Sometimes it’s not that elation I need. But sometimes, it’s exactly what is going to pull me out of a mind-space and put me into a hot, sweaty hell of a classroom with no way out, so I can look myself square in the face, work through my postures, and find compassion toward myself despite years of hyper-vigilance and being way too hard on myself. In some weird way, it helps me accept my weaknesses.

Safe to say, we are all very different people.

I’ve not only been teaching for eight years, but I owned and directed a studio for over four of those years, which I’ve since sold to pursue a new career. Yet I continue to teach. I’ve seen it all in my time, from guys practicing in their underwear (and yes, I’ve seen my fair share of genitalia while teaching) to girls with massive fake breasts wearing skin tight white bras and not even flinching when their thinly veiled nipples emerge through the wet material for all to drop their jaws and stare.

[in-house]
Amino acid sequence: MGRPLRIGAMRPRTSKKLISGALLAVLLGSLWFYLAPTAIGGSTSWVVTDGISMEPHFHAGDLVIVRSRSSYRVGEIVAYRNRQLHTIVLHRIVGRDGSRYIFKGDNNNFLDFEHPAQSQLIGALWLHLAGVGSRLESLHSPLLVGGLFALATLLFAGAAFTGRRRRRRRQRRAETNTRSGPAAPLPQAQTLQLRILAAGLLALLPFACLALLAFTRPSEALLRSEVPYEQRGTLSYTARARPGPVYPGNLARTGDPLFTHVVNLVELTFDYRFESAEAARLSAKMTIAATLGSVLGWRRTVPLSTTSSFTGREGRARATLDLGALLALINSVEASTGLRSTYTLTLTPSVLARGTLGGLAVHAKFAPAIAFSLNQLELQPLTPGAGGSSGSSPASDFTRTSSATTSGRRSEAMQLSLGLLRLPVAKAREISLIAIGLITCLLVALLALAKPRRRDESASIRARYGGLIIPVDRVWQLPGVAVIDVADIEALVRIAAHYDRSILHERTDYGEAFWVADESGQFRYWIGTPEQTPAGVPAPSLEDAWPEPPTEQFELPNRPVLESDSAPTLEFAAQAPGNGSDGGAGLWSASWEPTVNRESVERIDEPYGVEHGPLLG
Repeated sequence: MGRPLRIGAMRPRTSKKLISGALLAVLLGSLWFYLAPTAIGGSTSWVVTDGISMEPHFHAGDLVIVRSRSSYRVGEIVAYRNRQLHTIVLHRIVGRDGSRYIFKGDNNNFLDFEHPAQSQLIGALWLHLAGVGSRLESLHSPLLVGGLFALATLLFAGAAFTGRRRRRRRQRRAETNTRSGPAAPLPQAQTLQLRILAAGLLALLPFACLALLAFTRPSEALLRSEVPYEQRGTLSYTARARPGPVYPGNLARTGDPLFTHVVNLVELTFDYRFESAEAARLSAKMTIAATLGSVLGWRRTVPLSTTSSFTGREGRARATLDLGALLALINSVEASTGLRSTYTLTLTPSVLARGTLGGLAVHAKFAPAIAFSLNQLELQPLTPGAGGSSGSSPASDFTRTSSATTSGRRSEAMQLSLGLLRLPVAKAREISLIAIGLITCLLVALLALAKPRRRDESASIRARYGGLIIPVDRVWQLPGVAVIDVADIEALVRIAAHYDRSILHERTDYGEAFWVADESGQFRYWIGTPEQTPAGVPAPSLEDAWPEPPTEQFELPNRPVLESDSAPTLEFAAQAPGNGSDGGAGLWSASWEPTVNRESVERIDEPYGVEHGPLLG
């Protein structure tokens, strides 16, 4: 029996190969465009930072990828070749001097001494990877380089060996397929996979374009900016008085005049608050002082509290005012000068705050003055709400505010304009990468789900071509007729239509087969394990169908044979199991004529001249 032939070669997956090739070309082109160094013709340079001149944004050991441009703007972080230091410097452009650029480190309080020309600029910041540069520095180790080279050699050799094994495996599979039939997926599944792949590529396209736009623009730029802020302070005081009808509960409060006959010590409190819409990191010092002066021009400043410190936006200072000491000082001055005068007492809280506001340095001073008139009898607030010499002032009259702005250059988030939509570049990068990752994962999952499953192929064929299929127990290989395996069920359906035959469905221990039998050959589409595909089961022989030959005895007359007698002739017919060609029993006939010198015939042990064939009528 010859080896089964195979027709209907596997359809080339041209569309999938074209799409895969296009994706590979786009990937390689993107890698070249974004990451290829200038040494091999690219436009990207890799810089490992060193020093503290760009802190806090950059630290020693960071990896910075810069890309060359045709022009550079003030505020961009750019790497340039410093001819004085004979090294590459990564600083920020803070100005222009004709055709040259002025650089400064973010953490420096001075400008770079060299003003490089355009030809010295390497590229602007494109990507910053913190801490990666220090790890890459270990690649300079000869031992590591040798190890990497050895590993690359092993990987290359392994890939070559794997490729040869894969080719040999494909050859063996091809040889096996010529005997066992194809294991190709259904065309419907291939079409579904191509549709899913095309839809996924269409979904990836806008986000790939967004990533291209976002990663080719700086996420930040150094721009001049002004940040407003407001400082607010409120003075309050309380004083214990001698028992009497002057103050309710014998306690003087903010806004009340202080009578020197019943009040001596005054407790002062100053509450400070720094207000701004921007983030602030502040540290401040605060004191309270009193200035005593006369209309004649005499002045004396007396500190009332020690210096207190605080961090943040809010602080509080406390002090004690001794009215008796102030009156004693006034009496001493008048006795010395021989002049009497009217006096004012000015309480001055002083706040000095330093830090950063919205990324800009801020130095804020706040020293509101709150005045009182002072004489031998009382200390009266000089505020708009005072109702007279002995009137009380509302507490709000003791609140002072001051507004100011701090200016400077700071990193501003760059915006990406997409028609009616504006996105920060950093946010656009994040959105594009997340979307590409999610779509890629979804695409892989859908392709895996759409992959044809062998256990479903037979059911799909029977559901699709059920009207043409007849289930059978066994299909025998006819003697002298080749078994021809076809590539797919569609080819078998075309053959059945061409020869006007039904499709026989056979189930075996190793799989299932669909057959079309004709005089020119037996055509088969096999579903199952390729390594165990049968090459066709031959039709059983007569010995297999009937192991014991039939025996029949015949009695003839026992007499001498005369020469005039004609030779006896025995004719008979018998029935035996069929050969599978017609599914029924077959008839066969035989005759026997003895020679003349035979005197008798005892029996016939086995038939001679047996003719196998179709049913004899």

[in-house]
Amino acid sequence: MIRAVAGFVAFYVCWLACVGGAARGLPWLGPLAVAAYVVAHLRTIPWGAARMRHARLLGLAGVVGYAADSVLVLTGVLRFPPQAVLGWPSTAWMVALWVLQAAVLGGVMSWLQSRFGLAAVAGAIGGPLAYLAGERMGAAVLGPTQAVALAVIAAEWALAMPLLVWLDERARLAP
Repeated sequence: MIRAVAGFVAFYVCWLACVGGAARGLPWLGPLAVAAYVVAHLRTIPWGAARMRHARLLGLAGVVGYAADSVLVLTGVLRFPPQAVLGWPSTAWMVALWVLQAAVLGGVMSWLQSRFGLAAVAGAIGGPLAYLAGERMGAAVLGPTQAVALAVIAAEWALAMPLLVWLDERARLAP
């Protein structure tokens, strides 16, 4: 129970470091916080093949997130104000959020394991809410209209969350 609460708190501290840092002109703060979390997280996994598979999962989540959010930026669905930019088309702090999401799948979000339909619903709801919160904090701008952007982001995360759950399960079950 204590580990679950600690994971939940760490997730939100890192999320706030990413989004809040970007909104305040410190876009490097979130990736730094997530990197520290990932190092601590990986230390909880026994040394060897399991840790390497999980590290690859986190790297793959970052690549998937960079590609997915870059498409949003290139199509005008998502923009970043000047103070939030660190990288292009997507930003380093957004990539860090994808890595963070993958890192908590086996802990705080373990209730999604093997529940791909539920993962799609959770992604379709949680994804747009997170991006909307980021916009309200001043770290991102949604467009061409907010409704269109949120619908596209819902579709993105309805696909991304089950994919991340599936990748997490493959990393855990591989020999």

But I’ve seen crazy stuff in other classes too. I’ve bumped into the ego of teachers in yin class, been given improper technical instruction in a 60-minute flow, and had eyes rolled at me when I didn’t do a posture because it hurt my back while practicing what was simply called “hatha.” I have gone to a party, and when introduced as a Bikram studio owner, was glared at and told, by a yoga teacher, “I hate Bikrams.”

It’s a case of a bad experience being cast on all teachers of the same style, of all teachers being judged because the guy at the top is, let’s say…a tad volatile. But in taking a different view of Bikram Yoga through a cost/benefit analysis, the validity of this practice becomes clear. Take into account all the people who have been exposed to the practice of yoga because they consider themselves “Type A,” and aren’t into gongs and OM, all the students who love their teachers and feel that the practice of Bikram Yoga has helped them find their connection with their bodies for the first time.